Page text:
"Company X may amend these Terms of Use at any time by posting amended Terms of Use to the Site. You will be deemed to have agreed to the amended Terms of Use when you next use this site following any amendment. "

    Them: How do we fix this?

    I can only imagine that we can could send you a letter confirming that these point will not change - is this acceptable? As per my Ops Director comment's..

    Me: Remove the lines from your T&Cs?

    Them: We cannot change the terms so we will have to leave this one.

    Me: But that line says you can ;-)

    I lost the will to live at this stage.

  19. Anonymous Coward
    Black Helicopters

    Changing T&Cs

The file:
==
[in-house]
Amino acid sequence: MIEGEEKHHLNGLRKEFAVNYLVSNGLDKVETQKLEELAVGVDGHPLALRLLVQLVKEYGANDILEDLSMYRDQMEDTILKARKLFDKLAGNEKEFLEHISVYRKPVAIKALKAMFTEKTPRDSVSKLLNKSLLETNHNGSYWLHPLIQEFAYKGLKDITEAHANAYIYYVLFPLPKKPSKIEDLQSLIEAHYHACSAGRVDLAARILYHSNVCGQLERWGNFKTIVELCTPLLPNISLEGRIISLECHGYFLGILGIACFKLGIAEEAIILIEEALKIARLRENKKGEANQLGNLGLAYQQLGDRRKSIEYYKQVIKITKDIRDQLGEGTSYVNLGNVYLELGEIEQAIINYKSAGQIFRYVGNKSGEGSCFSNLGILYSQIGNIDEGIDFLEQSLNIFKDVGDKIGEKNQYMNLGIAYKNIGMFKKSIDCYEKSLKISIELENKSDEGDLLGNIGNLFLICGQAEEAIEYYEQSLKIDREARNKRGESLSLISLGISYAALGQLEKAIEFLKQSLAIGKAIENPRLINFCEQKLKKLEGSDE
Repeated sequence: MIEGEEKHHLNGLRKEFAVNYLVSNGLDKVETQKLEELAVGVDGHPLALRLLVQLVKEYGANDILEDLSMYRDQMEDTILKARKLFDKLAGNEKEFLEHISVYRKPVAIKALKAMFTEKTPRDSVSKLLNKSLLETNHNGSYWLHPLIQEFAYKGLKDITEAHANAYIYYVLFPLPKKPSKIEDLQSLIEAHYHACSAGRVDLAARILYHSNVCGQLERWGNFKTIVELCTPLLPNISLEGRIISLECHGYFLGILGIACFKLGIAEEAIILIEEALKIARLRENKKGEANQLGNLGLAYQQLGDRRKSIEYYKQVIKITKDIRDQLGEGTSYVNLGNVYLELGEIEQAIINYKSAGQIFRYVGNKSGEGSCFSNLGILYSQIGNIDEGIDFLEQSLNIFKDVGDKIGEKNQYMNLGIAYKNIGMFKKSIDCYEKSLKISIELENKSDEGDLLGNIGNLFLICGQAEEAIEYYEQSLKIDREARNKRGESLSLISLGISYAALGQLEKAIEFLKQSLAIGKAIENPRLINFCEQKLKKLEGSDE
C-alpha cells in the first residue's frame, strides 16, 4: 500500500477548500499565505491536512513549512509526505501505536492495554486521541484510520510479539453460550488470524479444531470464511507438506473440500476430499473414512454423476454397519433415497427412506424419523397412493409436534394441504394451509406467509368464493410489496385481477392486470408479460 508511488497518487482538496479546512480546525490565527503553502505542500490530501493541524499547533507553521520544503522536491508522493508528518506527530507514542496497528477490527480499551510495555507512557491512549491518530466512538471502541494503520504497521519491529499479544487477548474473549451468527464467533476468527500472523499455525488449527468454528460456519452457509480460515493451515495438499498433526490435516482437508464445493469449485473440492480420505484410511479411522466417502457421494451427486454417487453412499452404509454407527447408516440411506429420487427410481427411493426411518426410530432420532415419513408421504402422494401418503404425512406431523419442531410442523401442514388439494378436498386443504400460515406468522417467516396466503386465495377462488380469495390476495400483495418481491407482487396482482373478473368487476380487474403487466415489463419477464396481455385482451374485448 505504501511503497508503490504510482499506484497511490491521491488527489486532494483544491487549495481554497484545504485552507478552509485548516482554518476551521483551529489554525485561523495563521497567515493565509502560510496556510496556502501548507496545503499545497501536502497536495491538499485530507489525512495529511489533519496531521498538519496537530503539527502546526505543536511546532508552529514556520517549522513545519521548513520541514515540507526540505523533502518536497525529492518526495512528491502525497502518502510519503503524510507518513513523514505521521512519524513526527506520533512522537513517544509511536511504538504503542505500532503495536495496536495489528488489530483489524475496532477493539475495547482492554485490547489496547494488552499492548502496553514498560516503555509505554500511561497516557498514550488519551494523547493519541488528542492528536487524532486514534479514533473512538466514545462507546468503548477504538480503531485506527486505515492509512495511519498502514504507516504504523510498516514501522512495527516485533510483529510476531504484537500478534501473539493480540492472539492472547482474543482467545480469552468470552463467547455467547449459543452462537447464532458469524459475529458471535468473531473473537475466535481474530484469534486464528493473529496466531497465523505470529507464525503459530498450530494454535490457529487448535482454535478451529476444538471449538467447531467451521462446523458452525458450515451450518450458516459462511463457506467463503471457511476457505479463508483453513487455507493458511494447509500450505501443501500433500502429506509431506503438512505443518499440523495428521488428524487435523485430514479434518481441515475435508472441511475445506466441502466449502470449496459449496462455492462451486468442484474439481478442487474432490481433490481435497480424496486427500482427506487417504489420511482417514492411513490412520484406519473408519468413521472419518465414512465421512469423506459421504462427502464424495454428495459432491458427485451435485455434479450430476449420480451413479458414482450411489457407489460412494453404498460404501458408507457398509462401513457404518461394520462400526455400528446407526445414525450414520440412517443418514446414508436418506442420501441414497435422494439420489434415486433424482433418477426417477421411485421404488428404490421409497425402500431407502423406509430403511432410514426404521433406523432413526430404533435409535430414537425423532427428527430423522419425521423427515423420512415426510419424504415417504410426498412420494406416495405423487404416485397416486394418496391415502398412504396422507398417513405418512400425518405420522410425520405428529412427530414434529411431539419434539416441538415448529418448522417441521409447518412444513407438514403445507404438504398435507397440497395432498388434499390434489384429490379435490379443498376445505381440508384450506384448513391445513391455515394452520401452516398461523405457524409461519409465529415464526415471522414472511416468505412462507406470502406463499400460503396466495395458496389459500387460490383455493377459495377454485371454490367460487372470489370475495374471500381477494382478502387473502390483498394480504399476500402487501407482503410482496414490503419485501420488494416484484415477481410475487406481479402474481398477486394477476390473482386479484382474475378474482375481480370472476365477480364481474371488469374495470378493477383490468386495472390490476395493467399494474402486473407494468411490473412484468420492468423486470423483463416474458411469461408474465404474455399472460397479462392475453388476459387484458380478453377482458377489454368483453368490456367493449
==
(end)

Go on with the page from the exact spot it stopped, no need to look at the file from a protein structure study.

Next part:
I just wonder - has anyone ever had any success sending their own T&C back to a supplier, or crossing out a particular paragraph on the contact that is to be signed?

    Dear <Large Corporation>

    In reply to your recent letter explaining the new terms and conditions of the supply of <product> - here are my terms and conditions... etc?

    1. Anonymous Coward

      LOL like it

      "Dear <Large Corporation>

      In reply to your recent letter explaining the new terms and conditions of the supply of <product> - here are my terms and conditions..."

      LOL i like your thinking there AC, perhaps an open free website can be set up for the masses to nitpick the <Large Corporation> T&C and auto generate these customer favoured 'our terms and conditions in reply' that anyone can use and contribute too

  20. Wile E. Veteran

    An old Legal System proverb

    What the large print giveth

    the small print taketh away.